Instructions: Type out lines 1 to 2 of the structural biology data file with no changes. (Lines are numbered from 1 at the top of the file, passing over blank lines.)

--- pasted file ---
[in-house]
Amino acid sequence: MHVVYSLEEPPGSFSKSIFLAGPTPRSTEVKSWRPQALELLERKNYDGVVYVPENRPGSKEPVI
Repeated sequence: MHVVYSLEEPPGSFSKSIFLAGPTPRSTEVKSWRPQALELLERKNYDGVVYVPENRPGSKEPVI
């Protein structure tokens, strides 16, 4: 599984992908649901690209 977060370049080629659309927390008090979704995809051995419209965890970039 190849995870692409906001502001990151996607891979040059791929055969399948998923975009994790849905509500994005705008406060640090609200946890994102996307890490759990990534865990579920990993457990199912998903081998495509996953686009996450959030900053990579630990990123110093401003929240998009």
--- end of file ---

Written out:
[in-house]
Amino acid sequence: MHVVYSLEEPPGSFSKSIFLAGPTPRSTEVKSWRPQALELLERKNYDGVVYVPENRPGSKEPVI